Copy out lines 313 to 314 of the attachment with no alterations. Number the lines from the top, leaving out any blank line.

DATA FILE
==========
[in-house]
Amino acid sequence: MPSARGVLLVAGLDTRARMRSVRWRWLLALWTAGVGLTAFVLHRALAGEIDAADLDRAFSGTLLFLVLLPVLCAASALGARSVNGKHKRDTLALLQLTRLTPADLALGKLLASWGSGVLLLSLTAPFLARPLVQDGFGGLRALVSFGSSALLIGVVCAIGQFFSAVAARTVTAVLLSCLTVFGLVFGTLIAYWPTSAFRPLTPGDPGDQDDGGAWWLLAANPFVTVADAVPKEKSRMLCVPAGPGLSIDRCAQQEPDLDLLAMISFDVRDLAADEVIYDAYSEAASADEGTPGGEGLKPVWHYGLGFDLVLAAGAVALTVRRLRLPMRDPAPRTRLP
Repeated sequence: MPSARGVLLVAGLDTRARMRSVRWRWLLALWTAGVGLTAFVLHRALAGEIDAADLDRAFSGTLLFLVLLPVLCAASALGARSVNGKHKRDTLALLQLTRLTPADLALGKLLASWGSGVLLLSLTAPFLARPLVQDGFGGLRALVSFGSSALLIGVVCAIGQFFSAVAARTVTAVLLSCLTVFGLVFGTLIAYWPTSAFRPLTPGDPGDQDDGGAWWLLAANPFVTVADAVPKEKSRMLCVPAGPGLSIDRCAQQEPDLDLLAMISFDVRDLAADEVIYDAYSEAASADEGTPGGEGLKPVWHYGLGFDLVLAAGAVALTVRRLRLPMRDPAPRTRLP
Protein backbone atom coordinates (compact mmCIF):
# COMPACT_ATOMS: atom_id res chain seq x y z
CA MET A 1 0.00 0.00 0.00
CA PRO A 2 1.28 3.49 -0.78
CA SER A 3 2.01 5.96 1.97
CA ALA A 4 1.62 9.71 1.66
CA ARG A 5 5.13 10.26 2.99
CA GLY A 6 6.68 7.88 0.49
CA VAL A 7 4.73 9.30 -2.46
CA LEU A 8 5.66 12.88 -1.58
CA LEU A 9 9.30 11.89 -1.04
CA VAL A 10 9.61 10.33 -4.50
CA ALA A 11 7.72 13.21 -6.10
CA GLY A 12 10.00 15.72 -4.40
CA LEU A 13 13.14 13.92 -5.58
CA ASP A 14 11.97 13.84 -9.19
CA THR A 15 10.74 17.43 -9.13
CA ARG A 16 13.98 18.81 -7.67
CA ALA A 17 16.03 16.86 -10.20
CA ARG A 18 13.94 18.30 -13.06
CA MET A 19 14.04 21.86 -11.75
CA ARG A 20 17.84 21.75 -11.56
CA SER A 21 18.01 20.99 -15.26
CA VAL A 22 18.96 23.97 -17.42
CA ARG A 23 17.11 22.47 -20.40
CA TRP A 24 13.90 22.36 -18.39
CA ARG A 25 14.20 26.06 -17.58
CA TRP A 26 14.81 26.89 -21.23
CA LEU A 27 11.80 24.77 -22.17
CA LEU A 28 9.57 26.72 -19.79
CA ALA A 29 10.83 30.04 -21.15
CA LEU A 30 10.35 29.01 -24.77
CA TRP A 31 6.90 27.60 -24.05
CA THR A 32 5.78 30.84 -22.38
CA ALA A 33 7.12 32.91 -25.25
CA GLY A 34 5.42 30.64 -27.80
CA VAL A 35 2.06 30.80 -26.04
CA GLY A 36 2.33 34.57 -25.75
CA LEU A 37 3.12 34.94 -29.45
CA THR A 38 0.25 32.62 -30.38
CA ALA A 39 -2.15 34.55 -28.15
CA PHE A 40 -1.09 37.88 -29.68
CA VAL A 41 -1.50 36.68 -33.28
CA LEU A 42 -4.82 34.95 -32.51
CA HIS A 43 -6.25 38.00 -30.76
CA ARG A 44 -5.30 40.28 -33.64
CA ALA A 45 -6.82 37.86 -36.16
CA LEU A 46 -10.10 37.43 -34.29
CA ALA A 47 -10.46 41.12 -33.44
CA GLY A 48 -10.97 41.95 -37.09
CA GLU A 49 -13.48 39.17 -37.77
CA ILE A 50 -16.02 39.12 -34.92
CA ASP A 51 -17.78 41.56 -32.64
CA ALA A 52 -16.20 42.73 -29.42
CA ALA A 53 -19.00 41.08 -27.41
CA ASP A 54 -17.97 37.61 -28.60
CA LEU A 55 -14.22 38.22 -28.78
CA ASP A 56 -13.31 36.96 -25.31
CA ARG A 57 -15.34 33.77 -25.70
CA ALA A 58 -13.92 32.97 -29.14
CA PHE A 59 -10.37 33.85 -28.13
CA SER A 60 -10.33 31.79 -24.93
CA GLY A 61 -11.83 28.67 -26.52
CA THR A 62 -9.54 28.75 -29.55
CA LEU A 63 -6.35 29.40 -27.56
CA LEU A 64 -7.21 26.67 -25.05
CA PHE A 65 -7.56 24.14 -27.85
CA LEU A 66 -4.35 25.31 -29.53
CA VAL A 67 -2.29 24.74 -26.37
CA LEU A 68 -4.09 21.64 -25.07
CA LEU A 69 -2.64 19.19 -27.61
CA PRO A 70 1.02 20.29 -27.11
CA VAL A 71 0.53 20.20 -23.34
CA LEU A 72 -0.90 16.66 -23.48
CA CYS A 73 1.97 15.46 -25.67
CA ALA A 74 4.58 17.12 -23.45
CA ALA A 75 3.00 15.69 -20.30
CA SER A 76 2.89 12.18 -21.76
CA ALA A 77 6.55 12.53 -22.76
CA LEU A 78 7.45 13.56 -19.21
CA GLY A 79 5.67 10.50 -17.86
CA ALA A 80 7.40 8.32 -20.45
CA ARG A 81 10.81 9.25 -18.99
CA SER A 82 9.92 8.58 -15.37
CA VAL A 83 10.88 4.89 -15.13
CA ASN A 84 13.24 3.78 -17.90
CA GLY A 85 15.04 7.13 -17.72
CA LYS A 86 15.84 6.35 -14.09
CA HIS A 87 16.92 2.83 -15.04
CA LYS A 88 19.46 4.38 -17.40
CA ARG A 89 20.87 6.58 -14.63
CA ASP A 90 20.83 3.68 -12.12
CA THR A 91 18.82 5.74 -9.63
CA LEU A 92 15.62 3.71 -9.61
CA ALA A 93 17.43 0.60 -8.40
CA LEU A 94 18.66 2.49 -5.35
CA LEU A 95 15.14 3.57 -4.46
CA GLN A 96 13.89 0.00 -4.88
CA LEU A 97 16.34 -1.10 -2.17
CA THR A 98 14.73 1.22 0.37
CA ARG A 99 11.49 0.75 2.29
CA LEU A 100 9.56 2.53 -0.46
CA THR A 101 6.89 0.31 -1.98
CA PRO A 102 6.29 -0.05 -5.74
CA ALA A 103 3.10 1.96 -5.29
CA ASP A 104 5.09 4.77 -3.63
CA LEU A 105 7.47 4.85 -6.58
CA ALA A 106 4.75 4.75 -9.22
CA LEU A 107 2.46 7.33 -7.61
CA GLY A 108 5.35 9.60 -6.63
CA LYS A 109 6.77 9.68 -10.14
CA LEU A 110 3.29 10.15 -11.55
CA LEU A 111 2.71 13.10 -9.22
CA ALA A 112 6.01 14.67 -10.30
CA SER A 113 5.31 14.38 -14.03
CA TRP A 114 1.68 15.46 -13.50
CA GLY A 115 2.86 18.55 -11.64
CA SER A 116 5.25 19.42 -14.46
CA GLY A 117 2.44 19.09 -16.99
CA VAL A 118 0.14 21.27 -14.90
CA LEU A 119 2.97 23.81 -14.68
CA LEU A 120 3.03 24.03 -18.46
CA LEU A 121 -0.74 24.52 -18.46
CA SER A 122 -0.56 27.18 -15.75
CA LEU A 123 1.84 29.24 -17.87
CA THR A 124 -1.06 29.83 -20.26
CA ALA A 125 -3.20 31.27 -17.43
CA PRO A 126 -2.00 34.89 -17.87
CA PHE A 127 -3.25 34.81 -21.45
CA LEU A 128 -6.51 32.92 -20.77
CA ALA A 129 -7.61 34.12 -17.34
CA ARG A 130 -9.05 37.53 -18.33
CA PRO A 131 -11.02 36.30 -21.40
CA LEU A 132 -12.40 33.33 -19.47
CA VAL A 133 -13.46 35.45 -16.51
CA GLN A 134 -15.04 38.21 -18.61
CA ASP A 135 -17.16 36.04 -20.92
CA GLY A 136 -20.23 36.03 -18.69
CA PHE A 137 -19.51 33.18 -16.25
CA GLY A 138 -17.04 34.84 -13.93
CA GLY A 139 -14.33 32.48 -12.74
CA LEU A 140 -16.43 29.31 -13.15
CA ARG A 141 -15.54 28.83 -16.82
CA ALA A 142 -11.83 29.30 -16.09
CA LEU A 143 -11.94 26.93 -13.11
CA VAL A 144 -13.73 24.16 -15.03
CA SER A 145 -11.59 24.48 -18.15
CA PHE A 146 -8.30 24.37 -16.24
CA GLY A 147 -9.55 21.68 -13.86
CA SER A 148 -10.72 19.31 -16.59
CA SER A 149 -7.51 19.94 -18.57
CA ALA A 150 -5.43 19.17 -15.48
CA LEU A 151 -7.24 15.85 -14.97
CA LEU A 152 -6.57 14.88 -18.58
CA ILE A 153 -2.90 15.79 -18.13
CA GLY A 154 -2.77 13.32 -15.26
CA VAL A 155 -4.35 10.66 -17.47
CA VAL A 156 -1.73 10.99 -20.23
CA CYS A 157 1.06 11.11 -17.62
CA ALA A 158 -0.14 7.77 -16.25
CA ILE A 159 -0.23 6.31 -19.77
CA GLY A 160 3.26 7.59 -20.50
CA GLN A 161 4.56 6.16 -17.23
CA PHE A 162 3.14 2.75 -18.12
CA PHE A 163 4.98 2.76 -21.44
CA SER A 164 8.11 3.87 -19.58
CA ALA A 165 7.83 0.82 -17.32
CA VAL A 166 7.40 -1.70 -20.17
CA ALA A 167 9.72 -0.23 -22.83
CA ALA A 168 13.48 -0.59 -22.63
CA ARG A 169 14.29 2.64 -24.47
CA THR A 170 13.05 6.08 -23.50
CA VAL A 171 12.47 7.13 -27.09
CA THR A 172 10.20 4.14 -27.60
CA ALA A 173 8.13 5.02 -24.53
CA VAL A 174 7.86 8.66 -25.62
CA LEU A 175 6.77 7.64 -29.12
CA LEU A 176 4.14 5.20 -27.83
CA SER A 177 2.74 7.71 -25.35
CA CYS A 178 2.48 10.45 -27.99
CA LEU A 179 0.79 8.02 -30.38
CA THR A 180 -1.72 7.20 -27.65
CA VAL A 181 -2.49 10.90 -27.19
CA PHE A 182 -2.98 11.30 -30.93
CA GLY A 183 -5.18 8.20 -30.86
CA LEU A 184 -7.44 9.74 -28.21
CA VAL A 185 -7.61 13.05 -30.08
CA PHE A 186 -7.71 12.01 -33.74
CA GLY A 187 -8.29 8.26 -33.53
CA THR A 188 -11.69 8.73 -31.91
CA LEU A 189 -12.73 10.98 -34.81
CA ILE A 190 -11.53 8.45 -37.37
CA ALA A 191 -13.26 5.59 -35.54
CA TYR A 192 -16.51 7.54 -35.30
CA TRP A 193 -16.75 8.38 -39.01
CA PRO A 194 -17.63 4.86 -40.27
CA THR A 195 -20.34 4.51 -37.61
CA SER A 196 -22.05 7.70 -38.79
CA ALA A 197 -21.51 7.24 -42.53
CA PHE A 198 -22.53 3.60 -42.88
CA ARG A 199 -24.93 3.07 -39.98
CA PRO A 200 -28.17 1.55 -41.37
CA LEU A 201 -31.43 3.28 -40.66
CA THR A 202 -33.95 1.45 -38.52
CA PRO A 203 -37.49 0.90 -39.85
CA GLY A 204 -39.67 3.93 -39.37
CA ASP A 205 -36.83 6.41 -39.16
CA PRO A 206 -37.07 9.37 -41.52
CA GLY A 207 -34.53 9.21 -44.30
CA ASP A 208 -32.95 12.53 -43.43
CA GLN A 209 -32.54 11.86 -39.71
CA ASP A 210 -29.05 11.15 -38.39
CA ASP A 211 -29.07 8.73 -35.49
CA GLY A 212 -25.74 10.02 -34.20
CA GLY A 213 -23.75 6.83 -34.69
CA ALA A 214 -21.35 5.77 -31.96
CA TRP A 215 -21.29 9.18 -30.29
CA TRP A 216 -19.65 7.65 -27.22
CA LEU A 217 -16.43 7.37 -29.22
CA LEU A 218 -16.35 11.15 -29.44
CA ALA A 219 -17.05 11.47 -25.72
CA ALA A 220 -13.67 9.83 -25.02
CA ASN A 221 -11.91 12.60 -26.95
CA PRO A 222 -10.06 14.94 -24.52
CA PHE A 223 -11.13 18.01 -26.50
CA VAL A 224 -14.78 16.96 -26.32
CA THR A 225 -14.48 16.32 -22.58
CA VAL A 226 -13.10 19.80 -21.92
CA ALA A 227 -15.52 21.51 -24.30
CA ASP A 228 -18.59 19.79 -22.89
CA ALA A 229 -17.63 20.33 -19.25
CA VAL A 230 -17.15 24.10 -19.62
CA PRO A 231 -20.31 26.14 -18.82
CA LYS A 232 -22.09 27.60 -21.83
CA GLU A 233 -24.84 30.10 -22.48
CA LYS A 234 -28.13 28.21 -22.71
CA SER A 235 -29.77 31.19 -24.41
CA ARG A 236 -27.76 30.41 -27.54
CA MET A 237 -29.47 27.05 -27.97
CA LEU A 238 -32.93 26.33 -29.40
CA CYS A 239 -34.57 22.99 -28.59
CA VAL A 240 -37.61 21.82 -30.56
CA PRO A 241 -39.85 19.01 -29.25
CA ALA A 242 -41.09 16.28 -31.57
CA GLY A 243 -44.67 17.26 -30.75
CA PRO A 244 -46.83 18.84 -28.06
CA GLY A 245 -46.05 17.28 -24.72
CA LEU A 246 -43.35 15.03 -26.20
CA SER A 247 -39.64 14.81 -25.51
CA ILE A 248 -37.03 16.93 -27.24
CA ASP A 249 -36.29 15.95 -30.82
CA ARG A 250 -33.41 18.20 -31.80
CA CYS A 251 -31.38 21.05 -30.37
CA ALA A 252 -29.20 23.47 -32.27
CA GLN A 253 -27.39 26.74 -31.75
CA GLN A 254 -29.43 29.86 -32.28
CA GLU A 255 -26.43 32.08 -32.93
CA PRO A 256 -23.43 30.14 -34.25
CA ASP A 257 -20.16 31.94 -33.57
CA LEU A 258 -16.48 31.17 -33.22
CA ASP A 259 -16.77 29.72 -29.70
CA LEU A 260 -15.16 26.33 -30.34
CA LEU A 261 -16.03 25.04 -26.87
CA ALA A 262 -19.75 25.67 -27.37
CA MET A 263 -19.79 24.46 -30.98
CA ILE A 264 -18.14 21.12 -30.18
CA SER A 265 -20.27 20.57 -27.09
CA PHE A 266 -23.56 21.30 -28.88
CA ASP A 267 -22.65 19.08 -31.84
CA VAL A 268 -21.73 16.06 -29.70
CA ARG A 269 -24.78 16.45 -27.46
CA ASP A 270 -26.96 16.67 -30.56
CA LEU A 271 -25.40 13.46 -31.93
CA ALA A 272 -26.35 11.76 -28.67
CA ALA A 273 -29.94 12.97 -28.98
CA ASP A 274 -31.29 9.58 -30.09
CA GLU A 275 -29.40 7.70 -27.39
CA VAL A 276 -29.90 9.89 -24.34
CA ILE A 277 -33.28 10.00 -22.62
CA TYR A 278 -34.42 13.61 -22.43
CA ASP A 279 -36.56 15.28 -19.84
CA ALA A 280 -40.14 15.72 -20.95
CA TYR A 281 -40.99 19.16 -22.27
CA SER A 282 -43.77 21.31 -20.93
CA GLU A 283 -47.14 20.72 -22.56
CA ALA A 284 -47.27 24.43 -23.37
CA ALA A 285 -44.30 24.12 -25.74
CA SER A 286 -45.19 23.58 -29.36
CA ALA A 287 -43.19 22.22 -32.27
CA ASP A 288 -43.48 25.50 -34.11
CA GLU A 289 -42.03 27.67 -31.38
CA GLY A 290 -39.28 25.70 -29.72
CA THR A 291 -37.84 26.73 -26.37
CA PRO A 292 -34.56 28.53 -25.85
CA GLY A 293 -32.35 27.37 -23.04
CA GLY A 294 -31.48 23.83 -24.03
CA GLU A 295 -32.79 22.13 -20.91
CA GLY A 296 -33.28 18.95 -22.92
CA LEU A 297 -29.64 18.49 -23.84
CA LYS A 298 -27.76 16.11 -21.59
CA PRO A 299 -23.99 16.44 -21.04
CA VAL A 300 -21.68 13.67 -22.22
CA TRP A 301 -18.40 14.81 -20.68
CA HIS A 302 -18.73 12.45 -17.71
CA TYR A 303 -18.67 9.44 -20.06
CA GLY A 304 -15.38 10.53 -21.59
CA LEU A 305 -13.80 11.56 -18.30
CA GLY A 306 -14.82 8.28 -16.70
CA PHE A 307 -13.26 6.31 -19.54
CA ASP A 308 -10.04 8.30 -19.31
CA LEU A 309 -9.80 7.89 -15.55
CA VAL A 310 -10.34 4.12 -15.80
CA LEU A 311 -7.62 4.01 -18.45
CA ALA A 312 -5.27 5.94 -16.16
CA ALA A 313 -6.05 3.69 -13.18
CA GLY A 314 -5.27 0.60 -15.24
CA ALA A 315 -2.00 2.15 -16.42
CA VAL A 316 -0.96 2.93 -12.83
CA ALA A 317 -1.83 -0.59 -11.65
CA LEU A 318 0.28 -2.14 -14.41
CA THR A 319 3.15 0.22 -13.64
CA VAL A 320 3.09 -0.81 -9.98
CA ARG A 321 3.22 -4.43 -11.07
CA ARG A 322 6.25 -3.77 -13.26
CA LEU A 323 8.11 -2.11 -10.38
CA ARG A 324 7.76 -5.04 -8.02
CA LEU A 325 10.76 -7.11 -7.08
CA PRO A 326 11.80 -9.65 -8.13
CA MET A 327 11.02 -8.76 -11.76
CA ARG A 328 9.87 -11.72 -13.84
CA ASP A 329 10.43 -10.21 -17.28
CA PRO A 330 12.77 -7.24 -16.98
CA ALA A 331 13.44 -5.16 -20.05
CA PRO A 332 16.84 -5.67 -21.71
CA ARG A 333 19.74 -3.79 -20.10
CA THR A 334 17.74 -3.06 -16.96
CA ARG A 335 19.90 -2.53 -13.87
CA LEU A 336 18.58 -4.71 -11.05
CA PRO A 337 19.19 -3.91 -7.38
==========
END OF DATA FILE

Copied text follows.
CA ASP A 308 -10.04 8.30 -19.31
CA LEU A 309 -9.80 7.89 -15.55